I stepped out of the cabin to get a feel of the night. It was a soft summer night just after the solstice. There was no moon, but all the summer stars were shining overhead in the clearing made by the roadway. Even in the restricted space in front of the cabin, I could see brilliant stars, even a planet. I knew that a short walk would take me out from under the trees, where the sky would be full of more stars and planets. No doubt the Milky Way would also show above the trees.
But then I looked downhill toward the stream and my heart leapt with delight. For fireflies were everywhere, from the ground to the tops of the trees, winking in and out. Every one of them burned as bright as the brightest stars in the sky. There in the dark before the trees, it was as if I had been caught up into the heavens, or perhaps that the heavens had descended and filled the earth with stars.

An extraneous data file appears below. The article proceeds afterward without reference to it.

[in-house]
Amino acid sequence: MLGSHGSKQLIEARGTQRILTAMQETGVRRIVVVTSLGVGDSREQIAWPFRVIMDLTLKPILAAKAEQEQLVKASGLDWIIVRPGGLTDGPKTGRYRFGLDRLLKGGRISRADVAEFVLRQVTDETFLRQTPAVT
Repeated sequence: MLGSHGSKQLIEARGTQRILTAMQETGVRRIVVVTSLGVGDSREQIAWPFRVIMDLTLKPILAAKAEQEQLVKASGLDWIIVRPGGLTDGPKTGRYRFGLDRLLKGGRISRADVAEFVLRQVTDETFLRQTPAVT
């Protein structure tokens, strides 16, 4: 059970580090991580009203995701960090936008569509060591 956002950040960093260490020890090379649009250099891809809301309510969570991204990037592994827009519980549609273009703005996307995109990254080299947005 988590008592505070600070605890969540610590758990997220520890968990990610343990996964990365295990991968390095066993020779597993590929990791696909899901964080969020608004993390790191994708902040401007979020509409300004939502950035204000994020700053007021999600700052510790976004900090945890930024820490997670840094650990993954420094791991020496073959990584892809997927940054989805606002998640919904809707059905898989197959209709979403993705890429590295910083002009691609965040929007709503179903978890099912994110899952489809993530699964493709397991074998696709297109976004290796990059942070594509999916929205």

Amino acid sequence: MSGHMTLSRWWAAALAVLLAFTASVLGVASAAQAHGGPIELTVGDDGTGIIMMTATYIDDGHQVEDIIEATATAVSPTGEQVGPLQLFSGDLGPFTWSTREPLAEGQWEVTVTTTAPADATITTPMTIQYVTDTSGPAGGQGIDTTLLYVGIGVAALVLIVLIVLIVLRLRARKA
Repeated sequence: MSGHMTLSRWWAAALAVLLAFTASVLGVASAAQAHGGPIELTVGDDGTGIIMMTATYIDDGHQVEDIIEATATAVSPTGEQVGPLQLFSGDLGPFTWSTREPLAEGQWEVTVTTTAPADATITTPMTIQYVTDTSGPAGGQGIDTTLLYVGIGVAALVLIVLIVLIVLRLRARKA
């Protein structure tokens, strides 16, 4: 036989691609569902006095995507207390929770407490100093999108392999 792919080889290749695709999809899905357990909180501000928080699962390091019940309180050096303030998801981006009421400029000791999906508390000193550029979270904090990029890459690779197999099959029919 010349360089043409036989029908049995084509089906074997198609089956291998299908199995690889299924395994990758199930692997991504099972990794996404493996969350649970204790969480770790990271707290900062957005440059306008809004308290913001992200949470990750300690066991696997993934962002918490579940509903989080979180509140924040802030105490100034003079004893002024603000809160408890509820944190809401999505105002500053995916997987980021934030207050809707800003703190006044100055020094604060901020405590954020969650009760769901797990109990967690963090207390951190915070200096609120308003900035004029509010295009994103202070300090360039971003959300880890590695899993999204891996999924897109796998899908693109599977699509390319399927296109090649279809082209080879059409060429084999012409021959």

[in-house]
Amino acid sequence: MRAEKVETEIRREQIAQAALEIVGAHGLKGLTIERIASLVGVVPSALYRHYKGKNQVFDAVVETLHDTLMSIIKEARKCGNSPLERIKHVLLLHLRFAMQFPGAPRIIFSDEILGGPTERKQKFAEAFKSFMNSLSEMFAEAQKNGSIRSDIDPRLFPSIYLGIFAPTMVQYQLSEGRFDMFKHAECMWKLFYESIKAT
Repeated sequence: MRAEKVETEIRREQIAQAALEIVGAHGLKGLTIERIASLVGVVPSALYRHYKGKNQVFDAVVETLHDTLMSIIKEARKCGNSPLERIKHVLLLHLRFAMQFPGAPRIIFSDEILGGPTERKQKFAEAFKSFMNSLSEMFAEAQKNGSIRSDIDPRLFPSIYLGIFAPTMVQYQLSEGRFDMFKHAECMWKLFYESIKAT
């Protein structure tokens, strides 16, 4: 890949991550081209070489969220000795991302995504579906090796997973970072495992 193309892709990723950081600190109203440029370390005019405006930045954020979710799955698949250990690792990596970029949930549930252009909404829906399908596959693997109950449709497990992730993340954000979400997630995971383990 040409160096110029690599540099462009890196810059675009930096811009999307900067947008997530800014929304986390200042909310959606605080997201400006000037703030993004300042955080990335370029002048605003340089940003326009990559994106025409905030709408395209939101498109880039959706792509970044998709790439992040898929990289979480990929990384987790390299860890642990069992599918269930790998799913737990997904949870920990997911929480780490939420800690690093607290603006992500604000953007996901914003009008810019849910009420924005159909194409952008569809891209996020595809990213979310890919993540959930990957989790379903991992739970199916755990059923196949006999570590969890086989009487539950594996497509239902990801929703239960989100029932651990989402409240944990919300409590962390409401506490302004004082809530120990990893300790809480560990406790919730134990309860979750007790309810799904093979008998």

And I thought of Charles Williams’ poetry:
In the third heaven the stones of the waste glimmer like summer stars.
It was a moment of grace. God had vouchsafed me a glimpse of something. My sad and reflective mood from earlier in the evening was replaced – or at least, challenged. I remembered Julian of Norwich. Dame Julian knew what Williams knew:
All shall be well, and all shall be well, and all manner of thing shall be well.